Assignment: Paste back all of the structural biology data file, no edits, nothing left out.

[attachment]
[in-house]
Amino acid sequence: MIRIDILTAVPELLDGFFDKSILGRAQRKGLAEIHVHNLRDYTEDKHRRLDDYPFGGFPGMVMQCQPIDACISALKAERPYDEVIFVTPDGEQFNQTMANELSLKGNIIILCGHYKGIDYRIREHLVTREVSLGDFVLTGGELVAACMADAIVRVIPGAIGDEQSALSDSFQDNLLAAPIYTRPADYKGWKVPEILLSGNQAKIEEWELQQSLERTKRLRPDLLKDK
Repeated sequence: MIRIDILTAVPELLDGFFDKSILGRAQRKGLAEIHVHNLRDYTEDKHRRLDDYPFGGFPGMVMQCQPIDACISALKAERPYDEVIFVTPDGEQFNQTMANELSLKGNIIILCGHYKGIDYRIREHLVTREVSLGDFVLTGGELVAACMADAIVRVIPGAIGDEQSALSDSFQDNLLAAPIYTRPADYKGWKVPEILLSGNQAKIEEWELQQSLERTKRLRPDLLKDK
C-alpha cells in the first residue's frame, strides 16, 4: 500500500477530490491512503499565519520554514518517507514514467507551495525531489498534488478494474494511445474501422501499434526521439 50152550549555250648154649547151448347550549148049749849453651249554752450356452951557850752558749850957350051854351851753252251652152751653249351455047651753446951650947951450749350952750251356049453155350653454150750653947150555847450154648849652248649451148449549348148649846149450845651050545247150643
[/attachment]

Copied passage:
[in-house]
Amino acid sequence: MIRIDILTAVPELLDGFFDKSILGRAQRKGLAEIHVHNLRDYTEDKHRRLDDYPFGGFPGMVMQCQPIDACISALKAERPYDEVIFVTPDGEQFNQTMANELSLKGNIIILCGHYKGIDYRIREHLVTREVSLGDFVLTGGELVAACMADAIVRVIPGAIGDEQSALSDSFQDNLLAAPIYTRPADYKGWKVPEILLSGNQAKIEEWELQQSLERTKRLRPDLLKDK
Repeated sequence: MIRIDILTAVPELLDGFFDKSILGRAQRKGLAEIHVHNLRDYTEDKHRRLDDYPFGGFPGMVMQCQPIDACISALKAERPYDEVIFVTPDGEQFNQTMANELSLKGNIIILCGHYKGIDYRIREHLVTREVSLGDFVLTGGELVAACMADAIVRVIPGAIGDEQSALSDSFQDNLLAAPIYTRPADYKGWKVPEILLSGNQAKIEEWELQQSLERTKRLRPDLLKDK
C-alpha cells in the first residue's frame, strides 16, 4: 500500500477530490491512503499565519520554514518517507514514467507551495525531489498534488478494474494511445474501422501499434526521439 50152550549555250648154649547151448347550549148049749849453651249554752450356452951557850752558749850957350051854351851753252251652152751653249351455047651753446951650947951450749350952750251356049453155350653454150750653947150555847450154648849652248649451148449549348148649846149450845651050545247150643